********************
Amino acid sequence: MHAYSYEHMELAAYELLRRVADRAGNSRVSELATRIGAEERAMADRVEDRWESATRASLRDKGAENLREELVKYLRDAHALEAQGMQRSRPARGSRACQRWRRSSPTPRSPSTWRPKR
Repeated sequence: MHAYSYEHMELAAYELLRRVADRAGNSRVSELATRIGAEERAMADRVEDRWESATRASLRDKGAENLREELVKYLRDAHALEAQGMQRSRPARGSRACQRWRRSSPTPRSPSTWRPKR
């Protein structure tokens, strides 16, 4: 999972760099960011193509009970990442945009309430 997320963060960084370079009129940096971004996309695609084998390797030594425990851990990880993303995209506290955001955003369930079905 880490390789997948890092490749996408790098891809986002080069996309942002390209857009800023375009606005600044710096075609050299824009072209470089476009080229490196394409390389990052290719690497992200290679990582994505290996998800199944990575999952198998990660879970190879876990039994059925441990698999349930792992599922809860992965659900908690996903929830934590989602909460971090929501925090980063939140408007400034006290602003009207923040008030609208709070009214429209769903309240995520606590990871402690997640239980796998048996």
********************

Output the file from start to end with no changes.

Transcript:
Amino acid sequence: MHAYSYEHMELAAYELLRRVADRAGNSRVSELATRIGAEERAMADRVEDRWESATRASLRDKGAENLREELVKYLRDAHALEAQGMQRSRPARGSRACQRWRRSSPTPRSPSTWRPKR
Repeated sequence: MHAYSYEHMELAAYELLRRVADRAGNSRVSELATRIGAEERAMADRVEDRWESATRASLRDKGAENLREELVKYLRDAHALEAQGMQRSRPARGSRACQRWRRSSPTPRSPSTWRPKR
């Protein structure tokens, strides 16, 4: 999972760099960011193509009970990442945009309430 997320963060960084370079009129940096971004996309695609084998390797030594425990851990990880993303995209506290955001955003369930079905 880490390789997948890092490749996408790098891809986002080069996309942002390209857009800023375009606005600044710096075609050299824009072209470089476009080229490196394409390389990052290719690497992200290679990582994505290996998800199944990575999952198998990660879970190879876990039994059925441990698999349930792992599922809860992965659900908690996903929830934590989602909460971090929501925090980063939140408007400034006290602003009207923040008030609208709070009214429209769903309240995520606590990871402690997640239980796998048996």